Cellulitis is a common infection of the lower layers of skin (dermis) and the subcutaneous tissues (areas underneath the skin) caused by a bacterial infection. While cellulitis sometimes develops around wounds in the skin or surgical incisions, in other cases it arises without an obvious source for the bacterial infection. Staphylococci are the bacteria that most commonly cause cellulitis, followed by Streptococci. Less commonly, other types of bacteria may cause cellulitis.
What are the symptoms of cellulitis?
Cellulitis usually begins as a small area of pain and redness on the skin. This area spreads to surrounding tissues, resulting in the typical signs of inflammation - redness, swelling, warmth, and pain. A person with cellulitis can also develop fever and/or swollen lymph nodes in the area of the infection.
Who is at risk for cellulitis?
Anyone may develop cellulitis. Males and females and people of all races are equally likely to become infected. However, people whose immune systems are weakened for any reason (including from chemotherapy for cancer or other immune-suppressing drugs) and those with diabetes are at highest risk for developing cellulitis.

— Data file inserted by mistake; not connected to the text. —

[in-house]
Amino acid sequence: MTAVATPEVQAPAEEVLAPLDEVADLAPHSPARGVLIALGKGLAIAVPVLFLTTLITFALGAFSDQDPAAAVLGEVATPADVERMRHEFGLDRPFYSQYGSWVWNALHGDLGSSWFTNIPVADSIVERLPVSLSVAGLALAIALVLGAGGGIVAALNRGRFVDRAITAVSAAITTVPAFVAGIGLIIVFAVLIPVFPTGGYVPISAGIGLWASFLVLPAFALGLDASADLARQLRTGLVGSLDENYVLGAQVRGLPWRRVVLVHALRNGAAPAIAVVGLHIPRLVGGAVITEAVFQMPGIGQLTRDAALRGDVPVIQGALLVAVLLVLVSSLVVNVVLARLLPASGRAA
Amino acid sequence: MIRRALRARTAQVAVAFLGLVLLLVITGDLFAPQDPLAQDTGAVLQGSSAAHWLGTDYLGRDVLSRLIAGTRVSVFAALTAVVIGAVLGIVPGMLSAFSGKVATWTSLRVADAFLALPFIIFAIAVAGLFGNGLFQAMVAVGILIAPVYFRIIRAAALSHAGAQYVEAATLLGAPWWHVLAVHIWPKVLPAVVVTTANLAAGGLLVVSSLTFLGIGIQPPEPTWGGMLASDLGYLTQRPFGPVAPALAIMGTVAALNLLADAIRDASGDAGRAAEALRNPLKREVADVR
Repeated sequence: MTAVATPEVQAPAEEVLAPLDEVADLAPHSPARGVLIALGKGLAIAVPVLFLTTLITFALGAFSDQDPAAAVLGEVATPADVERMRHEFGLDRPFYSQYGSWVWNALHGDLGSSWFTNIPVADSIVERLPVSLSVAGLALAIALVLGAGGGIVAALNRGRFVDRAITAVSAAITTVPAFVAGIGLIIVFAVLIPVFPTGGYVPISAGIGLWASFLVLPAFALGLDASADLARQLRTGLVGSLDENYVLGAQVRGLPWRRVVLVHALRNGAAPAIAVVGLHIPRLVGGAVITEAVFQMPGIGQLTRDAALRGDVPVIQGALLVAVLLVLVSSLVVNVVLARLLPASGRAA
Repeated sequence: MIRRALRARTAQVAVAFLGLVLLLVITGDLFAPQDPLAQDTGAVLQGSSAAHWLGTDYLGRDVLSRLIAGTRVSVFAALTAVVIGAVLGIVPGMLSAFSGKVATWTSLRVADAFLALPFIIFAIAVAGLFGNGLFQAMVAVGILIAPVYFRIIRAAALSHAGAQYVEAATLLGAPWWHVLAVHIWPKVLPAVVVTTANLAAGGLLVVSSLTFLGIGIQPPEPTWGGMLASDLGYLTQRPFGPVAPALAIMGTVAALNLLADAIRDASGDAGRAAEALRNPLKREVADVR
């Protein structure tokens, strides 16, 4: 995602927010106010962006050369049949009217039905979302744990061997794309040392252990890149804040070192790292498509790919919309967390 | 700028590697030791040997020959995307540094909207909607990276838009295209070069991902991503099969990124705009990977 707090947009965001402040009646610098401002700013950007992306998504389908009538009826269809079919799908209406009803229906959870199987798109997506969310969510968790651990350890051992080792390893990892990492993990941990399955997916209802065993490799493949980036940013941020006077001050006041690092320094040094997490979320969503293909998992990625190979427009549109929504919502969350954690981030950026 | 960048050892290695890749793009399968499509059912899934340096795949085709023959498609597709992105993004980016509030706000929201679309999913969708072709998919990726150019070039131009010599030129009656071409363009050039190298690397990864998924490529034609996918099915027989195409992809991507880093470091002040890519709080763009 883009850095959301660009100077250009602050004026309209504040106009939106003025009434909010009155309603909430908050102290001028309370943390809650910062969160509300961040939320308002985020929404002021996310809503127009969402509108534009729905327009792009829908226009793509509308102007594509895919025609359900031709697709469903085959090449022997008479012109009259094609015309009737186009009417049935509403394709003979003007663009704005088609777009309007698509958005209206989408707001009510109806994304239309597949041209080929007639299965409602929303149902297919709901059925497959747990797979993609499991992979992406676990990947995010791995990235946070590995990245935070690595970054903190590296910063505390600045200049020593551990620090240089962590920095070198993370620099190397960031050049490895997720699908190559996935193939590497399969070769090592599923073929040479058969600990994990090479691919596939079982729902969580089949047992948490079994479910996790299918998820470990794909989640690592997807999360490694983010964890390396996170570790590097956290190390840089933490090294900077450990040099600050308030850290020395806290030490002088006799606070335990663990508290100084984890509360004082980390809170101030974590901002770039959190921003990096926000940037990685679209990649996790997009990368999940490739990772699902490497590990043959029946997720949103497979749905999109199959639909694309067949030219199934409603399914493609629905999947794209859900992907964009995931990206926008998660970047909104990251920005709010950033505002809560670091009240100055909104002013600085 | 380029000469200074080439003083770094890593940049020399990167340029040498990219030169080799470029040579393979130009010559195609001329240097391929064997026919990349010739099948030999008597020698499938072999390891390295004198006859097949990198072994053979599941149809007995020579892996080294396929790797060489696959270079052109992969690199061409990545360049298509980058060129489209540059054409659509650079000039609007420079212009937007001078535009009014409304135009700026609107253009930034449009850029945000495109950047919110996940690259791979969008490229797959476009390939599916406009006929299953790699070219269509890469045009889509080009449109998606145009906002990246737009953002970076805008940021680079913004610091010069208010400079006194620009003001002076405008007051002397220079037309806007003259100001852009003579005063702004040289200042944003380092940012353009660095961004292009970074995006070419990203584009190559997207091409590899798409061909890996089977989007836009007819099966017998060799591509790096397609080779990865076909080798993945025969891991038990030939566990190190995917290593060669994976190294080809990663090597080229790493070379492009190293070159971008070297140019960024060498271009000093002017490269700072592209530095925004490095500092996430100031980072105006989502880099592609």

Can I catch cellulitis from an infected person?
No, cellulitis is not contagious because the top layer (epidermis) of the skin is not involved and provides a protective cover over the infected area.
How is cellulitis treated?
Antibiotics are essential for the treatment of cellulitis. Penicillin derivatives are often prescribed to treat cellulitis, but other antibiotics can also be effective. In more advanced cases of cellulitis, hospitalization and administration of intravenous antibiotics may be required. If not appropriately treated, the bacterial infection can spread throughout the body, resulting in serious illness.
For more, please read the Cellulitis article.
Last Editorial Review: 9/28/2006